Congress appears poised to pass legislation this month that would reduce health care costs, make historic investments in fighting climate change, and lower the price of some prescription drugs. The Inflation Reduction Act proposes to pay for these investments by raising taxes on profitable corporations and the ultra-wealthy. As financier Steven Rattner explains in a New York Times op-ed, the bill also would help reduce inflation:
This bill would use tax increases to nudge the economy toward lower inflation while addressing the pressing priorities of climate change and fast-rising prescription drug prices. In the process, the tax system would be made fairer by forcing profitable corporations to pay at least some taxes while eliminating the notorious carried interest loophole (of which I have benefited significantly). … Higher taxes used to lower the budget deficit are deflationary. They take money out of the economy, thereby reducing demand, as the Schumer-Manchin package aims to do. The Committee for a Responsible Federal Budget called it “a welcomed improvement,” a proposal that, with interest, could reduce the deficit by $100 billion annually by 2032.
The Times’ Jim Tankersley has more on the deal, which is projected to raise federal taxes by a net $68 billion over a decade. That includes $326 billion in new taxes on corporations, which would be offset by credits and other inducements designed to spur sales of electric vehicles and clean energy investments. It’s expected to reduce the federal budget deficit by $300 billion, in part by giving the IRS the manpower it needs to audit wealthy tax cheats.
Local officials share in inflation blame
The cost of just about everything has been rising quickly, and contributing to public frustration with President Joe Biden’s job performance. But Vox’s Alex Yoblan writes that state and local governments bear significant responsibility for inflation, as they control land-use, permitting and other decisions that have a significant effect on consumer prices.
The power authorities that oversee much of the energy market are creations of state governments, and decisions like whether and where to build new transmission lines and electric vehicle charging stations lie with municipalities. As a result, local actors have stymied the transition away from fossil fuels, leaving the country more exposed to sudden shocks in prices, said Samantha Gross, the director of the Brookings Institution’s Energy Security and Climate Initiative and author of a report on local obstacles to renewable energy.
Last week, the Louisiana Public Service Commission questioned Entergy, a state regulated agency, about its refusal to transition away from fossil fuels to generate energy, and that decision’s impact on rising prices for consumers.
Luring insurers to Louisiana
When large insurers fled Louisiana in the aftermath of hurricanes Katrina and Rita, the Legislature created an incentive program to make our disaster-prone state more attractive to private insurers. Now, after hurricanes Laura, Delta, Zeta and Ida caused spikes in insurance claims statewide and seven companies to declare insolvency, state Insurance Commissioner Jim Donelon wants to revive the Insure Louisiana Incentive Program. The Advocate’s Robert Stewart reports:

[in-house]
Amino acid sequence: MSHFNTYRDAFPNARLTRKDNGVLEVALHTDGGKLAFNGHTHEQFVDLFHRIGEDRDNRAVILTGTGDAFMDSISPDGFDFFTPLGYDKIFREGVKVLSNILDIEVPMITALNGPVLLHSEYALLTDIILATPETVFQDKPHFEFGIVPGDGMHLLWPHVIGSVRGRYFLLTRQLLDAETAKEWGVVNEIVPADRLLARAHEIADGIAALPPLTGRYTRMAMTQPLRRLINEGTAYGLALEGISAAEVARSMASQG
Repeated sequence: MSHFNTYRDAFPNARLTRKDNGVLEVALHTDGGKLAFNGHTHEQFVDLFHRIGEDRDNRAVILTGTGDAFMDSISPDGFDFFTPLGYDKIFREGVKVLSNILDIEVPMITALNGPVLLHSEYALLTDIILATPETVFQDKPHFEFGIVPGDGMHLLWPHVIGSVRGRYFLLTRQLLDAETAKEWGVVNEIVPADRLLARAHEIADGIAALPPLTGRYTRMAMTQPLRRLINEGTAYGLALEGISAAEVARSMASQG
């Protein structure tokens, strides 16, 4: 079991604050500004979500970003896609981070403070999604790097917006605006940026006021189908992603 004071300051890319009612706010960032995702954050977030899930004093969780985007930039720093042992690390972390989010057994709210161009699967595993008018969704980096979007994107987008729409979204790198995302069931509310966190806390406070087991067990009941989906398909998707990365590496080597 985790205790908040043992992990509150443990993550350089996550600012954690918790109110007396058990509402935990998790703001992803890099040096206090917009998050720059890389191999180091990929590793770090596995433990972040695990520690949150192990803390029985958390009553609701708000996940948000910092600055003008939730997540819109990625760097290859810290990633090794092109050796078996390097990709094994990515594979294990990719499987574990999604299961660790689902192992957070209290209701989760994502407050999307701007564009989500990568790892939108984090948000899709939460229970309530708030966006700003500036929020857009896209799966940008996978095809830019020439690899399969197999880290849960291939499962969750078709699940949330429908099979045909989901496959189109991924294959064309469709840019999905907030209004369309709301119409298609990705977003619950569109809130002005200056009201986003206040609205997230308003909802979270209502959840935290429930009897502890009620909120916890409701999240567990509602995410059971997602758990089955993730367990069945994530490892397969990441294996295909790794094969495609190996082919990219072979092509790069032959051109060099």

Donelon declined to commit to a specific total he’d ask for, though he said the state offered $100 million through the incentive program in 2006, funded by surplus dollars from higher tax collections and federal cash infusions. Of that total, $29 million was snatched up. Donelon hinted that a budget amendment later this year might be the best route to identify funds. He added that the total could be adjusted based on the Consumer Price Index. “What we are asking is the governor and the legislative leaders to do what we did very successfully after Katrina and Rita,” Donelon told the Press Club of Baton Rouge.
Abortion-restricting states do the least for kids
By almost any measure, Louisiana is one of the toughest places to have and raise a child. The state has the highest gender pay gap in the country, no minimum wage and child poverty rates that are among the worst in the nation, while residents have little access to paid family and medical leave. As ITEP’s Amy Hanauer explains, long-standing failures to provide for children’s wellbeing are a common thread in the states that force pregnant people to give birth.
None of the states forcing childbirth have refundable credits for children, which help families pay for a small share of the enormous costs of raising kids. Of the nine states that already had or just added refundable tax credits for children, all are pro-choice states. Existing state Child Tax Credits vary widely in credit size, income limits and eligibility, but it is notable that no anti-choice state provides one. Just five of the abortion-restrictive states provide refundable Earned Income Tax Credits (EITCs) to assist low-income parents, something 23 pro-choice states now offer. … Most of the abortion-banning states rank in the bottom half on education funding per child. Seven of the 10 states spending the least on education in a 2020 assessment are among the states that will now compel children to be born, regardless of whether they have parents who can care for them. Nine of the 10 states spending in the top 10 on education are pro-choice states.
Number of the Day
$68 billion – Amount of net federal revenue that the Inflation Reduction Act is expected to generate over 10 years. (Source: Joint Committee on Taxation via The New York Times)